Harry Augustus Garfield (1863-1942), the son of President James A. Garfield (1831-1881), worked in a number of civic positions throughout his lifetime. After graduating from Williams College in 1885 and studying at Columbia Law School, he spent the next twenty years practicing and teaching law. In 1908, Garfield was inducted as president of Williams College, a position that he held until 1934.

Although he did not pursue a political career as purposefully as his father had, Harry Garfield became involved in national politics with the escalation of American involvement in World War I. President Woodrow Wilson (1856-1924), concerned that inefficient use of resources might endanger the war effort, encouraged passage of the Lever Food and Fuel Act. This legislation, commonly known as the 1917 Lever Act, sought the orderly distribution of foods and fuels and created both a Food Administration and a Fuel Administration. A subsequent Executive Order appointed Harry Garfield as the inaugural Fuel Administrator. Garfield owed his appointment to his personal and professional relationship with Wilson. A brief stint with the Food Administration, a family legacy of government involvement, and a working knowledge of contract matters also ensured that Garfield would receive a promising appointment in the Wilson government.

The Fuel Administration

To the extent possible, Garfield and his Fuel Administration embraced many of the same goals as the better-known Food Administration – to increase production, reduce hoarding and profiteering, encourage conservation, and regulate prices. Garfield faced a difficult and unenviable task. During the coal shortage of 1917-1918, communities around the nation found themselves without their primary source of energy and heat. As the winter wore on with no relief, some frustrated individuals took dramatic action. City officials commandeered coal trains that, destined for elsewhere, passed through their jurisdictions; families pilfered from industrial coal piles.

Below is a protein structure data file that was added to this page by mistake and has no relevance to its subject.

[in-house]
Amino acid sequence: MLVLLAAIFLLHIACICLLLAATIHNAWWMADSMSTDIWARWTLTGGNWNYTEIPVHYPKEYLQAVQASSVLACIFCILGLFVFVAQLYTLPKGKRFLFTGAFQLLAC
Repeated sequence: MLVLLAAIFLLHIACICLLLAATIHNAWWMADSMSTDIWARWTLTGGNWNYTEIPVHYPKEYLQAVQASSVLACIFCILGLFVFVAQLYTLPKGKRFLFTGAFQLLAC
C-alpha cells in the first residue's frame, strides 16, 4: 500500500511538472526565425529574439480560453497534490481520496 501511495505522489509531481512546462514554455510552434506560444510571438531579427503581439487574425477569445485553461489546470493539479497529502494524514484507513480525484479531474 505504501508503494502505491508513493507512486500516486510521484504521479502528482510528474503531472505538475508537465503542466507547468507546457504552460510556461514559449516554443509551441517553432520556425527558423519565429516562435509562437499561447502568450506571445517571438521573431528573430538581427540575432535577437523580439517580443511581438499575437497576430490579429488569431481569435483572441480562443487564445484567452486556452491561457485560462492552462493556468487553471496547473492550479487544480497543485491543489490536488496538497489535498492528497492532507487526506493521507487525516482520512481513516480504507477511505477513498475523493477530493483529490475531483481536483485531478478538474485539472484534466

For Harry Garfield, the solutions to this fuel problem were manifold. He worked to maintain a good relationship between government and business, recruiting hundreds of coal company managers into government positions. He also increased the number of mines operating, thereby expanding domestic production of coal and creating not a shortage, but an excess of coal by 1919. Most notably, in January 1918, Garfield instituted what became known as “idle” Mondays.

The problem during the coal shortage of the previous months had not been supply but distribution: railcars with coal freight had sat abandoned on eastern lines, waylaid by extensive logjams. To ease the crisis, Garfield closed the majority of the factories east of the Mississippi River for a five-day period and then again on each Monday after that. This strategy reduced the transportation burden on the railroads and freed coal freight for eastern seaports and, ultimately, military use. However, such aggressive intervention by the national government concerned some businessmen, who believed that the factory closures might precipitate an economic downturn or set a precedent for greater federal involvement in industry.


In December 1919, Garfield resigned his position as Fuel Administrator, and the Fuel Administration itself was disbanded shortly hereafter. Garfield’s reputation was mixed at the time of his resignation. Critics decried his seeming ineptitude and what appeared to be an expansion of power by the federal government; the United States Army, in contrast, awarded him a Distinguished Service Award for his contributions to the war. Garfield built on his experience with the Fuel Administration during World War II. In 1941, he accepted a position with the War Department Defense Board, which he held until he died of natural causes a year later.

Kenna Lang Archer, Angelo State University

Section Editor: Lon Strauss